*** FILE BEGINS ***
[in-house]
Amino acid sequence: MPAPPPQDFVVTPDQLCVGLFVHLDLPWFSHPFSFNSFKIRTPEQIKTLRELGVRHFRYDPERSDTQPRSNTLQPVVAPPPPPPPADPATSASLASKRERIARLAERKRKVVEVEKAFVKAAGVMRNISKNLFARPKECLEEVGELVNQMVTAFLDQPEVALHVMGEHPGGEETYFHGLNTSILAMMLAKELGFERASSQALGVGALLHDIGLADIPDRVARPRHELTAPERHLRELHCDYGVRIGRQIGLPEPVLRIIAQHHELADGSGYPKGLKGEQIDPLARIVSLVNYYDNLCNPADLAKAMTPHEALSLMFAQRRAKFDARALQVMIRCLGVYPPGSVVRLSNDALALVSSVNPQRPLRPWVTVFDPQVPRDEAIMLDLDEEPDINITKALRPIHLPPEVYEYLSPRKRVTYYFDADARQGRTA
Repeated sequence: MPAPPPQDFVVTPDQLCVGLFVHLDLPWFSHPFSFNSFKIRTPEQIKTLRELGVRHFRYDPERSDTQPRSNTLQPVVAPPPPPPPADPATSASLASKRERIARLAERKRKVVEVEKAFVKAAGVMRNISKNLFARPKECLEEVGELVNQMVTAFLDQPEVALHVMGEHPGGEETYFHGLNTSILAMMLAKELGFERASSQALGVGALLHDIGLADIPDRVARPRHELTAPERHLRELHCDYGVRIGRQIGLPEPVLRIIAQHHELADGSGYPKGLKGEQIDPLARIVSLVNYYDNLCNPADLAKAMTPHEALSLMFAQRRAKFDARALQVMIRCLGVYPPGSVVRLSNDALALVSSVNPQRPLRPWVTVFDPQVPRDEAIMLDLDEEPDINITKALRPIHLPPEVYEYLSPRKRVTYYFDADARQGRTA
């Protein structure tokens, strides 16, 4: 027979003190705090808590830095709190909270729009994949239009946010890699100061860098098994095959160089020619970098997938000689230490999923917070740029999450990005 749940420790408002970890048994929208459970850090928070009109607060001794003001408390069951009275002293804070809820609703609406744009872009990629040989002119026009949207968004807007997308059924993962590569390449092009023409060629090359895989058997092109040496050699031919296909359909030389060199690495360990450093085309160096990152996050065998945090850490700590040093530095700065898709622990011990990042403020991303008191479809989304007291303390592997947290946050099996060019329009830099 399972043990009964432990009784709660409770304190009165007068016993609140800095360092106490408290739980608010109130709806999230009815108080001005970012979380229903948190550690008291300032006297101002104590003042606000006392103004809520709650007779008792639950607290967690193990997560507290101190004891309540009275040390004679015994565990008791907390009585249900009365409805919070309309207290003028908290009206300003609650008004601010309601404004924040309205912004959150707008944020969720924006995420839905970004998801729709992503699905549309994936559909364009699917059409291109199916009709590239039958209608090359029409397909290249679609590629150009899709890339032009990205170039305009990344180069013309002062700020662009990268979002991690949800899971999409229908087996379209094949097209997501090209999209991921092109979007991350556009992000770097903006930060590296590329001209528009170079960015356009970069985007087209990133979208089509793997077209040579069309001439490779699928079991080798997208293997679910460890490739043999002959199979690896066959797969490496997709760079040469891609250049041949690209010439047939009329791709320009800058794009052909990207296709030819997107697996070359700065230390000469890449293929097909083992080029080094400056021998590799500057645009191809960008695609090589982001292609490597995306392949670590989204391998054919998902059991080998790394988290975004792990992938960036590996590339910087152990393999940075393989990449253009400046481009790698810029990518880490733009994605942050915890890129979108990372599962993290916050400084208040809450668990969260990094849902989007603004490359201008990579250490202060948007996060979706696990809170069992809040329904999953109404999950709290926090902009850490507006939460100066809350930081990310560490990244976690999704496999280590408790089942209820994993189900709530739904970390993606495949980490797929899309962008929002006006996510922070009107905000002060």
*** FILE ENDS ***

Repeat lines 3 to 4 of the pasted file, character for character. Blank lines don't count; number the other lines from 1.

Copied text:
Repeated sequence: MPAPPPQDFVVTPDQLCVGLFVHLDLPWFSHPFSFNSFKIRTPEQIKTLRELGVRHFRYDPERSDTQPRSNTLQPVVAPPPPPPPADPATSASLASKRERIARLAERKRKVVEVEKAFVKAAGVMRNISKNLFARPKECLEEVGELVNQMVTAFLDQPEVALHVMGEHPGGEETYFHGLNTSILAMMLAKELGFERASSQALGVGALLHDIGLADIPDRVARPRHELTAPERHLRELHCDYGVRIGRQIGLPEPVLRIIAQHHELADGSGYPKGLKGEQIDPLARIVSLVNYYDNLCNPADLAKAMTPHEALSLMFAQRRAKFDARALQVMIRCLGVYPPGSVVRLSNDALALVSSVNPQRPLRPWVTVFDPQVPRDEAIMLDLDEEPDINITKALRPIHLPPEVYEYLSPRKRVTYYFDADARQGRTA
């Protein structure tokens, strides 16, 4: 027979003190705090808590830095709190909270729009994949239009946010890699100061860098098994095959160089020619970098997938000689230490999923917070740029999450990005 749940420790408002970890048994929208459970850090928070009109607060001794003001408390069951009275002293804070809820609703609406744009872009990629040989002119026009949207968004807007997308059924993962590569390449092009023409060629090359895989058997092109040496050699031919296909359909030389060199690495360990450093085309160096990152996050065998945090850490700590040093530095700065898709622990011990990042403020991303008191479809989304007291303390592997947290946050099996060019329009830099 399972043990009964432990009784709660409770304190009165007068016993609140800095360092106490408290739980608010109130709806999230009815108080001005970012979380229903948190550690008291300032006297101002104590003042606000006392103004809520709650007779008792639950607290967690193990997560507290101190004891309540009275040390004679015994565990008791907390009585249900009365409805919070309309207290003028908290009206300003609650008004601010309601404004924040309205912004959150707008944020969720924006995420839905970004998801729709992503699905549309994936559909364009699917059409291109199916009709590239039958209608090359029409397909290249679609590629150009899709890339032009990205170039305009990344180069013309002062700020662009990268979002991690949800899971999409229908087996379209094949097209997501090209999209991921092109979007991350556009992000770097903006930060590296590329001209528009170079960015356009970069985007087209990133979208089509793997077209040579069309001439490779699928079991080798997208293997679910460890490739043999002959199979690896066959797969490496997709760079040469891609250049041949690209010439047939009329791709320009800058794009052909990207296709030819997107697996070359700065230390000469890449293929097909083992080029080094400056021998590799500057645009191809960008695609090589982001292609490597995306392949670590989204391998054919998902059991080998790394988290975004792990992938960036590996590339910087152990393999940075393989990449253009400046481009790698810029990518880490733009994605942050915890890129979108990372599962993290916050400084208040809450668990969260990094849902989007603004490359201008990579250490202060948007996060979706696990809170069992809040329904999953109404999950709290926090902009850490507006939460100066809350930081990310560490990244976690999704496999280590408790089942209820994993189900709530739904970390993606495949980490797929899309962008929002006006996510922070009107905000002060």